A variety of neighborhood women from the past are represented in the Permanence of Memory History Table. They are also represented in the work of early and mid-twentieth century women. Sarah Gorham (1901-1934) was a buyer for Porteous, Mitchell & Braun (site C14). Julia Foley (1857-1949) was a clerk for Cushman’s Bakery nearby on Pleasant Street, and Teresa Green Mohan (1889-1935) was a maid at the Lafayette Hotel on the corner of Park and Congress Streets. Two professional women listed on the table are Elsie Clark Nutt, who was the head resident of the Fraternity House (site G01) and Johanna K. Welch (1813-1893), who worked as a physician at 85 Pleasant Street for more than 20 years late in the nineteenth century. Brad McCallum created the Table, also known as History Table, Gorham’s Corner. It was installed in 1998.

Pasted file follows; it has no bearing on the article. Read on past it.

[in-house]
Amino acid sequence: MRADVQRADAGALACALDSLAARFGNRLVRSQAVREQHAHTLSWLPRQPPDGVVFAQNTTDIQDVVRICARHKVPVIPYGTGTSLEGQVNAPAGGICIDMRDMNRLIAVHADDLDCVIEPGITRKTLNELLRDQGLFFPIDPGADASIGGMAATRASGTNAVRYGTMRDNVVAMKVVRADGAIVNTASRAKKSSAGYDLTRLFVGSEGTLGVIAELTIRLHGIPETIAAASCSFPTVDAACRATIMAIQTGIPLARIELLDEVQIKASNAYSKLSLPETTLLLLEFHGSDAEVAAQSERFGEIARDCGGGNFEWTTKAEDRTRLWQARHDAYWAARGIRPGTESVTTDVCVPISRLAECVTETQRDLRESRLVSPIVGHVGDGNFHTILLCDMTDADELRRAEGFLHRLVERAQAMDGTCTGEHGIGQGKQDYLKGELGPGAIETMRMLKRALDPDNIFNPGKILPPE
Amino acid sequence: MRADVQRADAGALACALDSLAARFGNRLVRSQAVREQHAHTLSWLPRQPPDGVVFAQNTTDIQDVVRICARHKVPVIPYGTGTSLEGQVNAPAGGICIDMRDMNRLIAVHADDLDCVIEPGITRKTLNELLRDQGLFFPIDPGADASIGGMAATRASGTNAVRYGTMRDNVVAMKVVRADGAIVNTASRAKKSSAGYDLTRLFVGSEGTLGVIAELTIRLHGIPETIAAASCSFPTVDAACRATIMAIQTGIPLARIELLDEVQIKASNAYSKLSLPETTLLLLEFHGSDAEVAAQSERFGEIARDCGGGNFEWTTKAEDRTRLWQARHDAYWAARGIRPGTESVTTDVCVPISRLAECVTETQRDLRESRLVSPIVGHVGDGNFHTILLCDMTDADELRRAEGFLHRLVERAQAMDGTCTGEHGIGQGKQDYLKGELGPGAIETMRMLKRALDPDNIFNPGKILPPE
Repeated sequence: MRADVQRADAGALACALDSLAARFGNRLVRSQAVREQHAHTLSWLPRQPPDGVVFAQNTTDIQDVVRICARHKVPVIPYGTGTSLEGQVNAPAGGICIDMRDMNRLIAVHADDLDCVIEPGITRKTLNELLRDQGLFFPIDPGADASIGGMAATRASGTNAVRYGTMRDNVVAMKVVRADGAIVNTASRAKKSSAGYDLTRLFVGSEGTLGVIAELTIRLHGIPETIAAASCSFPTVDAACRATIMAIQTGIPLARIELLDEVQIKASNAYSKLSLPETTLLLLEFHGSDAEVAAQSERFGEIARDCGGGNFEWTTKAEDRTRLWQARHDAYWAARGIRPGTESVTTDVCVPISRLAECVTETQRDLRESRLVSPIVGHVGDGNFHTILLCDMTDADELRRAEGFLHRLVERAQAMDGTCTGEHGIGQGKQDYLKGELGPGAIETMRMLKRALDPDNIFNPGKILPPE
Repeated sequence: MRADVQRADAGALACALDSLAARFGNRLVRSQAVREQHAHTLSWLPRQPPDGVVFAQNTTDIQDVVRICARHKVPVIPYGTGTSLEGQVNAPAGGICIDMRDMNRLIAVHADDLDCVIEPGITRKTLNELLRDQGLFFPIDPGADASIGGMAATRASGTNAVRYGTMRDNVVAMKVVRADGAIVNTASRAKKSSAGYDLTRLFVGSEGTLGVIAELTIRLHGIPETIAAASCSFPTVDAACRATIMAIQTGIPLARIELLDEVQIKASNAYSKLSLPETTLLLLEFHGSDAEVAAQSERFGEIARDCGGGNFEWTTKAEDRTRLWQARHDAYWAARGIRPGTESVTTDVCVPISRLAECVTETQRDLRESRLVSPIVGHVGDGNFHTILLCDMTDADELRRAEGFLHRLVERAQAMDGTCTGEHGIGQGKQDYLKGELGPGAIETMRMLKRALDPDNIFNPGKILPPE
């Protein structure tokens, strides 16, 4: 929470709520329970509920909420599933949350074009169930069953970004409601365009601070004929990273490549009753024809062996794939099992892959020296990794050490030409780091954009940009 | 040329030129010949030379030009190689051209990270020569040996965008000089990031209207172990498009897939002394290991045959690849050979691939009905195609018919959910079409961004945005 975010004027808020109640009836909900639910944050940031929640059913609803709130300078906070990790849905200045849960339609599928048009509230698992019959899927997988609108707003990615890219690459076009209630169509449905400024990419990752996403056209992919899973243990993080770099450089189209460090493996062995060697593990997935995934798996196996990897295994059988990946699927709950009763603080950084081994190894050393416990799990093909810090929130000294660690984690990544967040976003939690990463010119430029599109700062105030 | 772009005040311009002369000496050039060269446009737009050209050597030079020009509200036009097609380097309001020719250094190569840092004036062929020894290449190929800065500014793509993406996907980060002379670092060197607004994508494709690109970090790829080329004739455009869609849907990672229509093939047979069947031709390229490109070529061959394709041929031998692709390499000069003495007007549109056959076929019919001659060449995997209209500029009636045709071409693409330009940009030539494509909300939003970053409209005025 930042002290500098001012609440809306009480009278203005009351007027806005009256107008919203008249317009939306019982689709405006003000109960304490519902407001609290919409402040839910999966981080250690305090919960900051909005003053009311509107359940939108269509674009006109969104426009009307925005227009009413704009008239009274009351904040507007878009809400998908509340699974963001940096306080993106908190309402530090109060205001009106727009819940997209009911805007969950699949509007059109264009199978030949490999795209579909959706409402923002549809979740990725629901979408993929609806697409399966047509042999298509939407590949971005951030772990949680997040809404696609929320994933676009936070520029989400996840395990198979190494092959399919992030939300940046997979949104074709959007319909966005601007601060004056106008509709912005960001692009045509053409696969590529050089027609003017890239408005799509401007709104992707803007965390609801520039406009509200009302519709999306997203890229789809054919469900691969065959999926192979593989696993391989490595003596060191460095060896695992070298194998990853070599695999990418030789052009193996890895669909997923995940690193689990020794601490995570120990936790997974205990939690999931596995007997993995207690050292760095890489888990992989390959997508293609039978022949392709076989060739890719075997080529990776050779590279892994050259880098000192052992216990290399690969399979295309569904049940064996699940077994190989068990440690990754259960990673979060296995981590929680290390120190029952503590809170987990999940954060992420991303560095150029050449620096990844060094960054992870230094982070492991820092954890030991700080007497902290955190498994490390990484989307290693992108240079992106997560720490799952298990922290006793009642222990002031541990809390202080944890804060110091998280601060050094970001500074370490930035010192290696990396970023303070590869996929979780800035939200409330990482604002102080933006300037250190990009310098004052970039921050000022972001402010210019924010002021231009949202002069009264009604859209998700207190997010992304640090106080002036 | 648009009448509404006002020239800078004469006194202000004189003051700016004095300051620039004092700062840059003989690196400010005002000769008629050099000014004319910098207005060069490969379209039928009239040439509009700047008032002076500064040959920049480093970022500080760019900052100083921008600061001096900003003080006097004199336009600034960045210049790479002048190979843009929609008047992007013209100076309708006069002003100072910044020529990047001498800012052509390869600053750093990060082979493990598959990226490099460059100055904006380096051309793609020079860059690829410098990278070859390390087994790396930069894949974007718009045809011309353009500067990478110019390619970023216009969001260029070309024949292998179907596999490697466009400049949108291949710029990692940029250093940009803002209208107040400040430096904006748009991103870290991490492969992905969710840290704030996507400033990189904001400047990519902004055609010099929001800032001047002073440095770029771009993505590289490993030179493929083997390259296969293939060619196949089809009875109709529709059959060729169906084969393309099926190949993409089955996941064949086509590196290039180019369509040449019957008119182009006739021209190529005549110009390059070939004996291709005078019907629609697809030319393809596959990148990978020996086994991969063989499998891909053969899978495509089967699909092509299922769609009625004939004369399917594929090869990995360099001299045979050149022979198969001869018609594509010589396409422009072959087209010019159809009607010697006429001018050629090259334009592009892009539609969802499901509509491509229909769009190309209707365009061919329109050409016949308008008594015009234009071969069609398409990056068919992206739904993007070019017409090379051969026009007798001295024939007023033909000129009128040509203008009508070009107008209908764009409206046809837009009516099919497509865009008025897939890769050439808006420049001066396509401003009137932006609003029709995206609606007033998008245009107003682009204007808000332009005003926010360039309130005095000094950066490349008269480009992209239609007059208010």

The statue of John Ford, sculpted by George Kelly and dedicated in July 1993, commemorates the life of the Hollywood film director (“Stagecoach,” “The Searchers,” “The Grapes of Wrath,” “My Darling Clementine,” “Mister Roberts,” among others) who was born John Martin Feeney (nicknamed “Bull” Feeney) in Cape Elizabeth and raised on Munjoy Hill. Bull Feeney’s, a restaurant and pub on Commercial Street, is named for him. (Ford was also a close friend of actor John “Duke” Wayne and often cast Wayne in his films.) Josephine Cecelia Feeney (1891-1985), one of John Ford’s ten siblings, graduated from Gorham Normal School in 1912. She taught second grade at the North School on Munjoy Hill in 1916 with three years’ experience. She earned an annual salary of $500. She moved to Beverly Hills, California, in the early 1920s, where she taught for many years, returning in the summer to Peaks Island. Another sister, Mary, the widow of fish dealer John McLain, operated a fish dealership with her brother Pat.